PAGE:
Tuesday, 30 July 2013

Hustler 6

Mini based but needing lots of work and has a armchair for a rear seat.

Sunday, 28 July 2013


It's a (very) long time since I've done anything worth posting about with a motorcycle. No building, customising, shows... nothing except regular garden trials and maintenance. However it was suggested a while ago that we could look at buying an interesting car. I'd rather be spending money on more bikes but thats not an option, my partner doesn't ride and my son is way too young (also, he shows a worrying lack of interest in bikes). But I find cars difficult, there are lots I like but few that I'd like to own. So I'm going to post a few possibilities here and see what you think.

This Lancia Fulvia was on eBay recently, apparently needing quite a bit of welding but looking superficially beautiful especially with it's red leather and chromed interior. 

Thursday, 1 December 2011

Bonneville flat tracker

T140e, my second bike. Being young and inexperienced I didn't realise how badly it had been treated by the previous owner and never got it to run nicely. Ignoring the problems, worn out cluch drum and butchered wiring, I wanted a flat tracker like the Strongbow bikes. Somewhere along the way I got confused and fitted flat bars and rear sets. It was still a great bike to ride, when it worked, but I still need to do this properly.
 At Rollerburn someone turned up with this.

Sunday, 13 November 2011

The Vintagent and the National Motorcycle Museum

The Vintagent doesn't like the NMM, see his comments here.  The Vintagent is extremly knowledgeable and runs a popular and very successfull blog but I happen to disagree with him, here's why.

Actually I like the fact the place is crammed out. I'm completely fed up with museums that are full of style but have little content, are designed to ensure maximum footfall and the theme follows through into the shop to ensure maximum spend. The NMM is privately funded so it doesn't need to make a profit and doesn't need blokes with degrees to decide what's important, the visitor can do that for themselves. The Science Museum has warehouses full of engineering gems that will never be displayed again because they will not bring the footfall that government funding requires. Well, I think sometimes we should be shown stuff that might not look very interesting at first glance because that way we start to make connections and really understand how engineering develops. The NMM provides that, if I want to I can spend a day just looking at Amal carburettors, what could be better. Museums are about exhibits not exhibitions.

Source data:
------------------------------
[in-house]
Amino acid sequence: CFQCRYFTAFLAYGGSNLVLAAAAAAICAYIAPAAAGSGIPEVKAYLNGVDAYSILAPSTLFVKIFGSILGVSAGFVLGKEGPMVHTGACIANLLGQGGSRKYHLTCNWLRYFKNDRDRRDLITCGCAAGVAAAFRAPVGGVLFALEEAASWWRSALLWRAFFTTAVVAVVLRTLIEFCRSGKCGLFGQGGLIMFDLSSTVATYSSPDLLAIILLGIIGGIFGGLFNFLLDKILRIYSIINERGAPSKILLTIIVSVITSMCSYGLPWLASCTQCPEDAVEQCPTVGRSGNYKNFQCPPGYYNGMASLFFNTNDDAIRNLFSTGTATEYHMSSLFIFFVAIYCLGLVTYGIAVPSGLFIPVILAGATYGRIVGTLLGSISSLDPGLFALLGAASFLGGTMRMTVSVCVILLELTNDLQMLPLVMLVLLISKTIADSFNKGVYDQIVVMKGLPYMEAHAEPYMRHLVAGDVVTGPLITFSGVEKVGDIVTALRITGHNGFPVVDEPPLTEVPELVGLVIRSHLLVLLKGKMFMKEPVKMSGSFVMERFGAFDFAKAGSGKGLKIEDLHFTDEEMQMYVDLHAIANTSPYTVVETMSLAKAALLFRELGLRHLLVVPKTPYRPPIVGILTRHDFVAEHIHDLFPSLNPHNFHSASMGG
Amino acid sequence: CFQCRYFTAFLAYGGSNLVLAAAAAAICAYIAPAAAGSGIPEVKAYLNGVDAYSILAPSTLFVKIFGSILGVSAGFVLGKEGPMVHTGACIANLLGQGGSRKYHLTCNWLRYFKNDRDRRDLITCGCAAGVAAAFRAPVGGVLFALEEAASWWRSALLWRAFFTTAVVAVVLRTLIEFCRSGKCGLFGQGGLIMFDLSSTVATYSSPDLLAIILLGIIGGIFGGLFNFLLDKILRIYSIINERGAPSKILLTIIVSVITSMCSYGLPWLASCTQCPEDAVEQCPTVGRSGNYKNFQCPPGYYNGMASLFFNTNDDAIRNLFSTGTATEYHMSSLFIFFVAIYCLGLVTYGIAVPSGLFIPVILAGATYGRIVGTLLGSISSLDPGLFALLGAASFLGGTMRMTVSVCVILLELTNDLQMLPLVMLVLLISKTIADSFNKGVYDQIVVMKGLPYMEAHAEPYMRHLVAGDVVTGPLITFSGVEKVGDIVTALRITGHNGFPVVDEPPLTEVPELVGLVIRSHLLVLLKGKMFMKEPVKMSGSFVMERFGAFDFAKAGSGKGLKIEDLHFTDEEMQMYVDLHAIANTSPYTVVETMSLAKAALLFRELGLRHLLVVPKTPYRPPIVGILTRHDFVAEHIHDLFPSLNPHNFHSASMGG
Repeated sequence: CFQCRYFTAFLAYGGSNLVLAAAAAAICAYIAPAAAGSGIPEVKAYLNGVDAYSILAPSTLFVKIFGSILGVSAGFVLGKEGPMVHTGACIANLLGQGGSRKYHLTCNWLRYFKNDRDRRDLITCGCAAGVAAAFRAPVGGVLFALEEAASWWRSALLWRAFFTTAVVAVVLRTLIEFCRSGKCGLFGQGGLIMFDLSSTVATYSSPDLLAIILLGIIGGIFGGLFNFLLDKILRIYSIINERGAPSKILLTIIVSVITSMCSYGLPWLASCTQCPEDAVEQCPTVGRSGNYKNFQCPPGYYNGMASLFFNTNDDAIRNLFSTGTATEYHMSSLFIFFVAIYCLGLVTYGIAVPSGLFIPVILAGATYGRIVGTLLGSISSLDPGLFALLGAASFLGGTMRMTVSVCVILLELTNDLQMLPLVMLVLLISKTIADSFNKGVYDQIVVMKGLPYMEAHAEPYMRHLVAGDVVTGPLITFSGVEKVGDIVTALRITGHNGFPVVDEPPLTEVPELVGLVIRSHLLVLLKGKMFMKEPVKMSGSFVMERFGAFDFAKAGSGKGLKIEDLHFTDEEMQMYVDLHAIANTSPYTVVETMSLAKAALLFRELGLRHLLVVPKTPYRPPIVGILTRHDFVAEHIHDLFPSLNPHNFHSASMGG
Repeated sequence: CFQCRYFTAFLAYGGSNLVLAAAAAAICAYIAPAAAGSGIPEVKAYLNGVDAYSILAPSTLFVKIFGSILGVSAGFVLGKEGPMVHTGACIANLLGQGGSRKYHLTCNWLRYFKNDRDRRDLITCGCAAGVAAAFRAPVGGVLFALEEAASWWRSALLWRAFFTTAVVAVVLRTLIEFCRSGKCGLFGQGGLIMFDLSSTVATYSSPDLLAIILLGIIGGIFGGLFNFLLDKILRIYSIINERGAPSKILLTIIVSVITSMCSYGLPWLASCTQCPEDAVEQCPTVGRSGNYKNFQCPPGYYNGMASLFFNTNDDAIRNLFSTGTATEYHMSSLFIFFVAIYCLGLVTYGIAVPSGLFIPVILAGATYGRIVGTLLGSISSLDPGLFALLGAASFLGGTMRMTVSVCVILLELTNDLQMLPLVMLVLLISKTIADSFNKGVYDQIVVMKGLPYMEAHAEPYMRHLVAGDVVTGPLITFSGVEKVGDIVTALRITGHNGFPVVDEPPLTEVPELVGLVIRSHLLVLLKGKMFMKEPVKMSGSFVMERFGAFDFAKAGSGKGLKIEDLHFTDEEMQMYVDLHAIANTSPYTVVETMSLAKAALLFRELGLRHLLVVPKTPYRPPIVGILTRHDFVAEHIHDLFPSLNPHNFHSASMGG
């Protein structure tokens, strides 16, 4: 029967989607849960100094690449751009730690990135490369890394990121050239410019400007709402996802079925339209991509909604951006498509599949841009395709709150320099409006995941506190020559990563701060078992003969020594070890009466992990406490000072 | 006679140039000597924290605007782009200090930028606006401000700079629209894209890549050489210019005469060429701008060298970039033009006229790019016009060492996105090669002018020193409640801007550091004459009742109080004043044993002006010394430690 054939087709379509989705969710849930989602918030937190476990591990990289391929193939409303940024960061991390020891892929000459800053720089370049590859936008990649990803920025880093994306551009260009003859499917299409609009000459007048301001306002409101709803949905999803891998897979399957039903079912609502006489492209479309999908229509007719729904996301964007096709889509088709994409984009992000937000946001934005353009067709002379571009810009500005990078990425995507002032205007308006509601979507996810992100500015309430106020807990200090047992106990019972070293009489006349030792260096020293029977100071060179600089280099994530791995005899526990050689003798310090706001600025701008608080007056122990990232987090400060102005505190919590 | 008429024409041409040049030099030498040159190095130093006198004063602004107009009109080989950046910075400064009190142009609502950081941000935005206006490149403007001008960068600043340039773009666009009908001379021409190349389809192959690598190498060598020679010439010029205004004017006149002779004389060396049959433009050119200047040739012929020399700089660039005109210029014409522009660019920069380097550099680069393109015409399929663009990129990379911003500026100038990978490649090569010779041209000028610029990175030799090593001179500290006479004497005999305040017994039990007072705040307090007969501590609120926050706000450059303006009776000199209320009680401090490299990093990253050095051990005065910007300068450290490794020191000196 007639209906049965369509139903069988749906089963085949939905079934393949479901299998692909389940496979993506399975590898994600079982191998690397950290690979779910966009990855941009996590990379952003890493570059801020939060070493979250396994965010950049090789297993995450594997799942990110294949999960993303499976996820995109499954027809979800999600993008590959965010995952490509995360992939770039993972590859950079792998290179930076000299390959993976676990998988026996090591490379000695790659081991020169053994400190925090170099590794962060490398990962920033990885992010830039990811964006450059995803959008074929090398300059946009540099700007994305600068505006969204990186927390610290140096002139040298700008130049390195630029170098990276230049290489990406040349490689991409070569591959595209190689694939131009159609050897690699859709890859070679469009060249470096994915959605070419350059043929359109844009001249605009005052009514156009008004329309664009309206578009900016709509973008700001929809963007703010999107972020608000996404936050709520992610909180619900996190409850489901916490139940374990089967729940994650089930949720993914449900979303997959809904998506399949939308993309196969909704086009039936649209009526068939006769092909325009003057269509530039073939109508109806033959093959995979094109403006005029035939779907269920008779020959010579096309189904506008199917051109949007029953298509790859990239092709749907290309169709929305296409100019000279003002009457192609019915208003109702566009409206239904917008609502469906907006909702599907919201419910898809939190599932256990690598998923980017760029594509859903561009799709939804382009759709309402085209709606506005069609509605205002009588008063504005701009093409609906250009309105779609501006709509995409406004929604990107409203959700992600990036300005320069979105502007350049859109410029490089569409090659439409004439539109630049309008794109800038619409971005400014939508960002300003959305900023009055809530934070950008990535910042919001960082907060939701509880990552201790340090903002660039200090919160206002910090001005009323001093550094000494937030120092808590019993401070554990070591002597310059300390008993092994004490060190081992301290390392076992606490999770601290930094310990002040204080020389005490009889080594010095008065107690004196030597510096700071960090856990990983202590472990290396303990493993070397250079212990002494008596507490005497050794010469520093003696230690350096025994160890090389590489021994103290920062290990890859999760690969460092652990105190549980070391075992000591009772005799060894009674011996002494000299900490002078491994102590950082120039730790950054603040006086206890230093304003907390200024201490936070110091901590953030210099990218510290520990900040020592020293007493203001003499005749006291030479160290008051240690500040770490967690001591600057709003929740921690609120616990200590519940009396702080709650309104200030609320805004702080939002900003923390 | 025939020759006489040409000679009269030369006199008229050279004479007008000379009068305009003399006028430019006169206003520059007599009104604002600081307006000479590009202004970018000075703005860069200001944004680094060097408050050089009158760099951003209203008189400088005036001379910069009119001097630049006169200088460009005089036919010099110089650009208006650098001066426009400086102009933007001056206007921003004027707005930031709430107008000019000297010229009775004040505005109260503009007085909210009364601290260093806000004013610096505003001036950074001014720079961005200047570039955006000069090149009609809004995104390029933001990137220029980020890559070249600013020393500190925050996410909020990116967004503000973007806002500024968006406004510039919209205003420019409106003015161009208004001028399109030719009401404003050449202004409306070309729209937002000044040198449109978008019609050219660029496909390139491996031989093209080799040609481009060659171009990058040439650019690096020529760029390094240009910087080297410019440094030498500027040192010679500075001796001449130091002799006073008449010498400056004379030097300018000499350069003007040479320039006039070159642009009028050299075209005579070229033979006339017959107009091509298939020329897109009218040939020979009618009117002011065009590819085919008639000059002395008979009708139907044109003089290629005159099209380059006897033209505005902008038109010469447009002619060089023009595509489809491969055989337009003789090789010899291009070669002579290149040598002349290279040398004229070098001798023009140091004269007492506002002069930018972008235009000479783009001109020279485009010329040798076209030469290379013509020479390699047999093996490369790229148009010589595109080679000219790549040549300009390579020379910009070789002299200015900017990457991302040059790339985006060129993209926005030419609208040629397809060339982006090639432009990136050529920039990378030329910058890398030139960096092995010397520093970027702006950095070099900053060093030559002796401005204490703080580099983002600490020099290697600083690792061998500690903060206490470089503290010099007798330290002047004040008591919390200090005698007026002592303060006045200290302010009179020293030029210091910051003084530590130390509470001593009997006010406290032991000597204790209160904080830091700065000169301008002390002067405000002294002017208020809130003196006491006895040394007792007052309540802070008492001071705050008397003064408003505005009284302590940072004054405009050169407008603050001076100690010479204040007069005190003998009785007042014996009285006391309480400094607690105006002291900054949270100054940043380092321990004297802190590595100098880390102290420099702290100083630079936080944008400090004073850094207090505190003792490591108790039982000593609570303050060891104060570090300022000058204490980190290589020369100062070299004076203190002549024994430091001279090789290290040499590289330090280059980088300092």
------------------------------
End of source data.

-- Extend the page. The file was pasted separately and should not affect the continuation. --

Monday, 3 October 2011

Montesa street trials, drag, chop, lowrider thing.

Not had much time for bikes recently, hence the lack of posts, but suddenly got the need to to complete a thirty year plan.  Not finished, but nearly.

Monday, 3 January 2011

Holiday rides

If a hire car is the fastest car in the world, then this is the fastest bike in the world.

Tuesday, 28 December 2010


Despite my Fireblade having nearly twice the power, I could never even keep up along a windy lane with my mate on his F1.  That's because he can ride properly.

Saturday, 18 December 2010

Tuesday, 14 December 2010

Thursday, 9 September 2010

Fred at his very best

Not my Fault
This link breaks every time I close the browser.  If you really want to read it you can follow the link in the previous post, then look for 'bin 5' and 'Not my fault Fred'.

Fred Gassit

I identify with Fred Gassit, we're about the same height, same build, loner, dreamer, waster, both like sausages.  Haven't seen much of him lately.

Wednesday, 18 August 2010

Flamin Cars

An old friend Marvin Zilm likes setting fire to things.

Friday, 16 July 2010


Madelvic Electric Carriage Company built electric cars in Granton, Edinburgh from 1898 to 1900.  The factory cost £33,000 and was way over budget leaving the company financially vulnerable.  This was the first purpose built car factory in the UK and is the oldest still surviving.

The carriage carried up to half a ton and could still manage steep hills that left horse drawn carriages struggling.  One of the first customers to recognise the value of this was the Post Office who purchased three of the vehicles.  It was a traditional Edwardian brougham carriage but built on a tubular steel chassis with wire spoked steel wheels and solid tyres.  The batteries sat at the front, presumably under the footplate and the electric motor had a direct drive to the the central wheel. 

After liquidation in 1900 several other car companies occupied the the premises building buses, lorries and taxis there until 1925, all with internal combustion engines.  The building is not architecturally special, however even in its current neglected and dilapidated state it is still a spectacular factory space.  Despite being listed grade B, approval for demolition was granted in January 2010.